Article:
Examination of meteorite from Mars reveals limited water exposure

A team of researchers has reportedly investigated a meteorite from Mars using neutron and X-ray tomography, revealing that the meteorite had limited exposure to water, which according to the scients makes the chances of life exing at that specific time and place unlikely. This technology will also likely be used NASA when they examine samples from the red planet in 2030.
NASA’s Perseverance rover landed on Mars in February 2021. After collecting various samples from the planet, it will leave them there for a future mission to collect and retrieve them to Earth. But getting these samples back to earth is a difficult task that would require autonomously launching a rocket full of samples from the surface of Mars to a spacecraft orbiting Mars so that it can bring the samples back.
But, in the meanwhile, material from Mars is already being studied right here on Earth: using meteorites which originated from the red planet. An international research team led Lund University has studied a meteorite that is approximately 1.3 billion years old using advanced scanning techniques.

The researchers have published their findings in a research article titled, “The scale of a martian hydrothermal system explored using combined neutron and x-ray tomography,” published in the journal Science Advances.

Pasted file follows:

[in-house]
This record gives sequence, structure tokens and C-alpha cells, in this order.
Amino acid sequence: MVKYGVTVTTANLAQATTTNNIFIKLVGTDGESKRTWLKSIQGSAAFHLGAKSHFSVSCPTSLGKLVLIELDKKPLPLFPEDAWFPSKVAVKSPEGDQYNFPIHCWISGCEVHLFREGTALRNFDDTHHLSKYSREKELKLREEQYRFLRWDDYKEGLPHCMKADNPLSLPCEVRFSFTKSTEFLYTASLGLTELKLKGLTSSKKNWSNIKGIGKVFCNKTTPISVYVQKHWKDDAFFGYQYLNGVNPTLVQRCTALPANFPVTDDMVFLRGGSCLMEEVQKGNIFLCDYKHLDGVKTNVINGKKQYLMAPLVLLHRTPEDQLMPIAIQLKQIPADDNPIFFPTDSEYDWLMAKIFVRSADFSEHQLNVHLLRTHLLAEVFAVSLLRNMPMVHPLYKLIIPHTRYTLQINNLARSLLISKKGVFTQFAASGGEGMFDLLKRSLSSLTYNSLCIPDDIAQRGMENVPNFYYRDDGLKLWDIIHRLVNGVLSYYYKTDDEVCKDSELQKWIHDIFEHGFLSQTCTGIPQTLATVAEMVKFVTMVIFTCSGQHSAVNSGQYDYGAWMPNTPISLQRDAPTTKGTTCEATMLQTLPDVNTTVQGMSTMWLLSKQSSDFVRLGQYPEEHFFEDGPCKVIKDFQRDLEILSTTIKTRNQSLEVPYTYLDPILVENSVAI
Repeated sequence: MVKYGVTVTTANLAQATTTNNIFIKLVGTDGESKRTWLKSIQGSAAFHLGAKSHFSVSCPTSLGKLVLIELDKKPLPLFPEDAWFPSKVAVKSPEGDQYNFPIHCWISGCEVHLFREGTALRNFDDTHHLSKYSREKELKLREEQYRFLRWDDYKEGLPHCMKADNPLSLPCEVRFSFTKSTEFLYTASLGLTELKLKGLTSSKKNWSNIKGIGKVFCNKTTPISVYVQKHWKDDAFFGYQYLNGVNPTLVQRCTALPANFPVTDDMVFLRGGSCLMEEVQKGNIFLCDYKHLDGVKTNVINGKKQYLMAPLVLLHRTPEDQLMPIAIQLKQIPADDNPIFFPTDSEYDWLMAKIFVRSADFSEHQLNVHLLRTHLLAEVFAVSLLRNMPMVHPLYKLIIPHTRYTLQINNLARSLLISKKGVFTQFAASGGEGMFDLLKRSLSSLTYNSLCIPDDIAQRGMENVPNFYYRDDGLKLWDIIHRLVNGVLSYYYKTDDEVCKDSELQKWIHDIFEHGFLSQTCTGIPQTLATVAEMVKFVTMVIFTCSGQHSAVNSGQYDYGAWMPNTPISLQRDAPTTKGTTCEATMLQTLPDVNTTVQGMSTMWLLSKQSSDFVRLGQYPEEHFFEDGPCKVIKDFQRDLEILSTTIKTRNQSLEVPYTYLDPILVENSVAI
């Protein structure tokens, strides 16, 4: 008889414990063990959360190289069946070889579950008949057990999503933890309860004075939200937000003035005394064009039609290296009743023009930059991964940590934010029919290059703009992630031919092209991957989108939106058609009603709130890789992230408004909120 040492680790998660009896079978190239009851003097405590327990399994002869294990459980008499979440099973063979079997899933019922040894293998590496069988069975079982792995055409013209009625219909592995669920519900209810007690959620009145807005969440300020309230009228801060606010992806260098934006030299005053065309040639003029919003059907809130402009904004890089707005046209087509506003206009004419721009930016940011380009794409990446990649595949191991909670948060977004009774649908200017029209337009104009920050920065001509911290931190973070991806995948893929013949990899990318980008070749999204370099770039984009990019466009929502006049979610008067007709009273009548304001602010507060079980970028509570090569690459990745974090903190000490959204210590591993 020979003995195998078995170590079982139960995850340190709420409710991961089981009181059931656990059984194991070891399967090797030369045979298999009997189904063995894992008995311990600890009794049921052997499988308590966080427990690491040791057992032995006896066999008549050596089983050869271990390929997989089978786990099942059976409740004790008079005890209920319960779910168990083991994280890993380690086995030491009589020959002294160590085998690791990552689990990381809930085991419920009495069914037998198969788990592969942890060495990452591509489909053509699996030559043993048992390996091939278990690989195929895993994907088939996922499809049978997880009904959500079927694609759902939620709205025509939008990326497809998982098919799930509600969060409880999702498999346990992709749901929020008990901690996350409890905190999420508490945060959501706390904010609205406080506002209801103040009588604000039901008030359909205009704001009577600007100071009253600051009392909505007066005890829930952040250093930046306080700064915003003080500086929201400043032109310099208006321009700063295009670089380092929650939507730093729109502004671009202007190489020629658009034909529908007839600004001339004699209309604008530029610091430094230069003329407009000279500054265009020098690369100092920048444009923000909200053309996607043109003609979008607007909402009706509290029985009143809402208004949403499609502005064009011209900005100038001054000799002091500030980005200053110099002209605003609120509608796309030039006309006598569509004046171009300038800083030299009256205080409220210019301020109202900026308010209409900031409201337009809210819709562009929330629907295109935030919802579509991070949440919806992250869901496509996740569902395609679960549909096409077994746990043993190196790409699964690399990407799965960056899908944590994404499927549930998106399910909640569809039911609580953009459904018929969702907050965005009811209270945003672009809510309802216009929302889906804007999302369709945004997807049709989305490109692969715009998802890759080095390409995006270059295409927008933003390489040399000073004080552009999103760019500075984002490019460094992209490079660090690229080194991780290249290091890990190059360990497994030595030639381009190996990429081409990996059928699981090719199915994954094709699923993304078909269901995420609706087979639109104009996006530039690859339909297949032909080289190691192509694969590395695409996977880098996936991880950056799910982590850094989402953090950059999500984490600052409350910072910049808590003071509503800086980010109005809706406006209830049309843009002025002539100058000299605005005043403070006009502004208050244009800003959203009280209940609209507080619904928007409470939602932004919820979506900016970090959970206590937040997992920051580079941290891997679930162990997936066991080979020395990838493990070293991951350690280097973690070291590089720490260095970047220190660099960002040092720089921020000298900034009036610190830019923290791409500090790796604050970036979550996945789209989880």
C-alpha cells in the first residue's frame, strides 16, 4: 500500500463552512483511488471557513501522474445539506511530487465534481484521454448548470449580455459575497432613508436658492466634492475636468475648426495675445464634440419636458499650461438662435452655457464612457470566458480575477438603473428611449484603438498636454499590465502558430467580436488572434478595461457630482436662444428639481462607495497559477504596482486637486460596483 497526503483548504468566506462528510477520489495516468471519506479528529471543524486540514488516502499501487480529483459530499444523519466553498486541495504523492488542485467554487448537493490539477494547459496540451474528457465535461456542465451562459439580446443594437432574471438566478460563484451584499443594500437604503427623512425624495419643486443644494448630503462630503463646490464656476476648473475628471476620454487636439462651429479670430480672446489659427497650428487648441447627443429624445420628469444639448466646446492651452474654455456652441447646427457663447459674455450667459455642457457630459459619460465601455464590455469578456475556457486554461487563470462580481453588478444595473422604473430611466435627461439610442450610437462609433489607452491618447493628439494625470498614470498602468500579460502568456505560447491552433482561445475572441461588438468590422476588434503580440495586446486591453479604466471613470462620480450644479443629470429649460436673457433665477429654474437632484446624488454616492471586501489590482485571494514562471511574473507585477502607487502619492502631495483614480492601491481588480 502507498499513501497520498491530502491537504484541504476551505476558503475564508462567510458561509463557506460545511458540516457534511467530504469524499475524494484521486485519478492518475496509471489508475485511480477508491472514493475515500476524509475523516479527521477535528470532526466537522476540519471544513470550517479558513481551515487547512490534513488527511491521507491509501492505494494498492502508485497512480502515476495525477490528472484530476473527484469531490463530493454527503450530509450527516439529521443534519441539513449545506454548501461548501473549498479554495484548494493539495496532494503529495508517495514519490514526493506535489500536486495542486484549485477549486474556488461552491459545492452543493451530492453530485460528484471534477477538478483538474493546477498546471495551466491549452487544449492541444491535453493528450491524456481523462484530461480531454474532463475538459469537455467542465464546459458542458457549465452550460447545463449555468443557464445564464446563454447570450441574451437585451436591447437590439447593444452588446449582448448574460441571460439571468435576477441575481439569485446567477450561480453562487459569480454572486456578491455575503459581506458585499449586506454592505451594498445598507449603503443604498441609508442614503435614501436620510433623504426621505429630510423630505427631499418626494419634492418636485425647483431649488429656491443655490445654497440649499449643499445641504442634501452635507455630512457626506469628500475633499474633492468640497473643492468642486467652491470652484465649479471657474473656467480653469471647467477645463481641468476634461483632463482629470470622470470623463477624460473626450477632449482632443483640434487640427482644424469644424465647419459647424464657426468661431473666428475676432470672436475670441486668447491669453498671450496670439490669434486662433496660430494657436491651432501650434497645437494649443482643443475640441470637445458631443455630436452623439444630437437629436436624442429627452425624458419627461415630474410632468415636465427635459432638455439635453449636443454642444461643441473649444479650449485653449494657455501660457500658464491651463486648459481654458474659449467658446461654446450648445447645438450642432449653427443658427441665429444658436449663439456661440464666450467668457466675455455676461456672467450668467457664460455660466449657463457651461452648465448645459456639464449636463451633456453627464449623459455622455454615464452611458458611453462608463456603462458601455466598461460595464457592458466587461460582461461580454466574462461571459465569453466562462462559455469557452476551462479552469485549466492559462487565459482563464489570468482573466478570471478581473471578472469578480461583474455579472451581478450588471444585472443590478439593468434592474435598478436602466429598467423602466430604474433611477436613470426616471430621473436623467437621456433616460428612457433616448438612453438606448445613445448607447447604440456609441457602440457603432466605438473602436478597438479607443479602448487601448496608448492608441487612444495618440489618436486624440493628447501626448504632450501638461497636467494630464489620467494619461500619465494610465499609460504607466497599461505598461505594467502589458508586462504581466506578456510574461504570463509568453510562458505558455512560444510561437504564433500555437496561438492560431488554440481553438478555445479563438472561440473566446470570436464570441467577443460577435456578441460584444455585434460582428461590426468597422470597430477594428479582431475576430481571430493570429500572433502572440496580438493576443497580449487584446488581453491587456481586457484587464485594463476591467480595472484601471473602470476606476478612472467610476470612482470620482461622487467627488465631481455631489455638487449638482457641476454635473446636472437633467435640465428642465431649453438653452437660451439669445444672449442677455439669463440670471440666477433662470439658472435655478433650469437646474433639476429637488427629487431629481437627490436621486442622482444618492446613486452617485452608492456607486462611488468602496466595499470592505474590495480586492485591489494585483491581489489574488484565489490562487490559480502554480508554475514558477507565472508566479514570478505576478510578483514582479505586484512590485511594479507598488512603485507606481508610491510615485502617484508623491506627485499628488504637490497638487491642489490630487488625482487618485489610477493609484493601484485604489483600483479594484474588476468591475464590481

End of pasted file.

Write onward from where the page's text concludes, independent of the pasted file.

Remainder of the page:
To find out whether there were any major hydrothermal systems where the meteorite was on Mars, the researchers used neutron and X-ray tomography. X-ray tomography is commonly used to examine objects without damaging them and neutron tomography was used because neutrons are sensitive to hydrogen.
If the meteorite contains hydrogen, this would make it possible to study it in three dimensions to see where the hydrogen is located. Hydrogen is of interest in this case because it is a constituent of water, which is a prerequisite for life to ex as we know it. The research’s results show that only a small part of the sample seems to have reacted with water, leading the researchers to the conclusion that there probably wasn’t a large hydrothermal system that affected the meteorite.
According to them, a more probable explanation is that the meteorite’s reaction with water happened when small accumulations of underground ice melted during a meteorite that happened about 630 million years ago. But this does not rule out the possibility that there could have been life at other times and other places on Mars.

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